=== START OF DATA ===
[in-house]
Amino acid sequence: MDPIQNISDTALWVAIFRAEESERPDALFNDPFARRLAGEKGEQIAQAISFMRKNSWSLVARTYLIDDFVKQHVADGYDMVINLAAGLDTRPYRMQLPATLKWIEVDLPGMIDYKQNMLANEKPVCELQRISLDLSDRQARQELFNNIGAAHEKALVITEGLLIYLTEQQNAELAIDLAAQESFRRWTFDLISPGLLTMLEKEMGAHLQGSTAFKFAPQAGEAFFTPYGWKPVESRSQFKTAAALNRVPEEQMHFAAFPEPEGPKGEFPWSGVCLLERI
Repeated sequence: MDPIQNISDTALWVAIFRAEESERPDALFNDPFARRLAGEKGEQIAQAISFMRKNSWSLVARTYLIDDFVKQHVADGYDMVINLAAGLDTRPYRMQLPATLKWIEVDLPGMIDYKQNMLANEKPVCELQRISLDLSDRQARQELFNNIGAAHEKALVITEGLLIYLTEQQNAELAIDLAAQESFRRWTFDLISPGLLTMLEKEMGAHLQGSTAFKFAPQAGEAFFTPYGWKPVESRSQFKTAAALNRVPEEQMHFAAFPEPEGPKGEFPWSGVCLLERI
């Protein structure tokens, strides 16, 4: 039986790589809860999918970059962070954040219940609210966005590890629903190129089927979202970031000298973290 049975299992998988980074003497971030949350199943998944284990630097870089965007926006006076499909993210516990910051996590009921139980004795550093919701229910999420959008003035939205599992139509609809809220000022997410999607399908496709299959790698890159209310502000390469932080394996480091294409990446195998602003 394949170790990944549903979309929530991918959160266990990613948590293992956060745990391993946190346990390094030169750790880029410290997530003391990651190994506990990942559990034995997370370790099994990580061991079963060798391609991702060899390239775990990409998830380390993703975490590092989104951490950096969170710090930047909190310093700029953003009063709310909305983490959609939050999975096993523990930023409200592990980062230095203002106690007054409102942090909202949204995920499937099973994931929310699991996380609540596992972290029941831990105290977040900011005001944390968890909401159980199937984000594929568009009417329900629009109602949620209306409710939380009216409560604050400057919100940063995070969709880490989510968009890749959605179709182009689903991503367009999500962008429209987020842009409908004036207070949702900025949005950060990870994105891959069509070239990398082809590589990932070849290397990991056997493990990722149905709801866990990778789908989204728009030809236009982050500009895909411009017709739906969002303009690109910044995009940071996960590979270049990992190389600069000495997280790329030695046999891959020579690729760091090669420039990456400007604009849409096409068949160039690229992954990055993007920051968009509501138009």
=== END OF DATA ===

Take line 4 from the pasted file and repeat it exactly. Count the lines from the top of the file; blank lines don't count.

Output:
């Protein structure tokens, strides 16, 4: 039986790589809860999918970059962070954040219940609210966005590890629903190129089927979202970031000298973290 049975299992998988980074003497971030949350199943998944284990630097870089965007926006006076499909993210516990910051996590009921139980004795550093919701229910999420959008003035939205599992139509609809809220000022997410999607399908496709299959790698890159209310502000390469932080394996480091294409990446195998602003 394949170790990944549903979309929530991918959160266990990613948590293992956060745990391993946190346990390094030169750790880029410290997530003391990651190994506990990942559990034995997370370790099994990580061991079963060798391609991702060899390239775990990409998830380390993703975490590092989104951490950096969170710090930047909190310093700029953003009063709310909305983490959609939050999975096993523990930023409200592990980062230095203002106690007054409102942090909202949204995920499937099973994931929310699991996380609540596992972290029941831990105290977040900011005001944390968890909401159980199937984000594929568009009417329900629009109602949620209306409710939380009216409560604050400057919100940063995070969709880490989510968009890749959605179709182009689903991503367009999500962008429209987020842009409908004036207070949702900025949005950060990870994105891959069509070239990398082809590589990932070849290397990991056997493990990722149905709801866990990778789908989204728009030809236009982050500009895909411009017709739906969002303009690109910044995009940071996960590979270049990992190389600069000495997280790329030695046999891959020579690729760091090669420039990456400007604009849409096409068949160039690229992954990055993007920051968009509501138009």